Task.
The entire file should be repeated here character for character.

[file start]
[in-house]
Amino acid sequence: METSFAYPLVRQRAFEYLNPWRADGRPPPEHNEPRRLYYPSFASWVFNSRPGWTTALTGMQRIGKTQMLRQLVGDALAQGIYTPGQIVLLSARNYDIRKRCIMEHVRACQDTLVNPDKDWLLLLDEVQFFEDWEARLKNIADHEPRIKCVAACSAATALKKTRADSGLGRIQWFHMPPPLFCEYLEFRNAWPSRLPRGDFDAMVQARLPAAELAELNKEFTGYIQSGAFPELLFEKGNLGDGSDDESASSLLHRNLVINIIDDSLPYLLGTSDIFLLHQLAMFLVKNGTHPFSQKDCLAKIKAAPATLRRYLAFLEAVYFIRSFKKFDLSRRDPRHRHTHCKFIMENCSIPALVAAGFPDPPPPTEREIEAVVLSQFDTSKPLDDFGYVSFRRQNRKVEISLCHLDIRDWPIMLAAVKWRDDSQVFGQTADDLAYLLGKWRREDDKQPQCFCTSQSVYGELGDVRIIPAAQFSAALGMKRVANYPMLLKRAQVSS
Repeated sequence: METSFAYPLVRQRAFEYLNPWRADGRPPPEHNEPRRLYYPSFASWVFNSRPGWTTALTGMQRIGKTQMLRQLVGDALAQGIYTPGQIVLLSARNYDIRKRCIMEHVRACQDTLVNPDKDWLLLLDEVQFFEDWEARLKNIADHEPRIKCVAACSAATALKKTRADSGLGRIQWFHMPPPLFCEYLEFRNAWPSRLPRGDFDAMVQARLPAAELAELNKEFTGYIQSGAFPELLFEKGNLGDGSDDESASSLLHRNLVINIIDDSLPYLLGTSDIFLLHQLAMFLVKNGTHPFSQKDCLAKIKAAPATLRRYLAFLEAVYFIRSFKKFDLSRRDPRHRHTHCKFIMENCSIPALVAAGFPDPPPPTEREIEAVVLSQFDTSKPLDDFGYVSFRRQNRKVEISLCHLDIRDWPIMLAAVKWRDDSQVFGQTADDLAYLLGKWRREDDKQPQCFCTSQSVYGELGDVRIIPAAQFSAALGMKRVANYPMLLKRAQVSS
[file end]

[in-house]
Amino acid sequence: METSFAYPLVRQRAFEYLNPWRADGRPPPEHNEPRRLYYPSFASWVFNSRPGWTTALTGMQRIGKTQMLRQLVGDALAQGIYTPGQIVLLSARNYDIRKRCIMEHVRACQDTLVNPDKDWLLLLDEVQFFEDWEARLKNIADHEPRIKCVAACSAATALKKTRADSGLGRIQWFHMPPPLFCEYLEFRNAWPSRLPRGDFDAMVQARLPAAELAELNKEFTGYIQSGAFPELLFEKGNLGDGSDDESASSLLHRNLVINIIDDSLPYLLGTSDIFLLHQLAMFLVKNGTHPFSQKDCLAKIKAAPATLRRYLAFLEAVYFIRSFKKFDLSRRDPRHRHTHCKFIMENCSIPALVAAGFPDPPPPTEREIEAVVLSQFDTSKPLDDFGYVSFRRQNRKVEISLCHLDIRDWPIMLAAVKWRDDSQVFGQTADDLAYLLGKWRREDDKQPQCFCTSQSVYGELGDVRIIPAAQFSAALGMKRVANYPMLLKRAQVSS
Repeated sequence: METSFAYPLVRQRAFEYLNPWRADGRPPPEHNEPRRLYYPSFASWVFNSRPGWTTALTGMQRIGKTQMLRQLVGDALAQGIYTPGQIVLLSARNYDIRKRCIMEHVRACQDTLVNPDKDWLLLLDEVQFFEDWEARLKNIADHEPRIKCVAACSAATALKKTRADSGLGRIQWFHMPPPLFCEYLEFRNAWPSRLPRGDFDAMVQARLPAAELAELNKEFTGYIQSGAFPELLFEKGNLGDGSDDESASSLLHRNLVINIIDDSLPYLLGTSDIFLLHQLAMFLVKNGTHPFSQKDCLAKIKAAPATLRRYLAFLEAVYFIRSFKKFDLSRRDPRHRHTHCKFIMENCSIPALVAAGFPDPPPPTEREIEAVVLSQFDTSKPLDDFGYVSFRRQNRKVEISLCHLDIRDWPIMLAAVKWRDDSQVFGQTADDLAYLLGKWRREDDKQPQCFCTSQSVYGELGDVRIIPAAQFSAALGMKRVANYPMLLKRAQVSS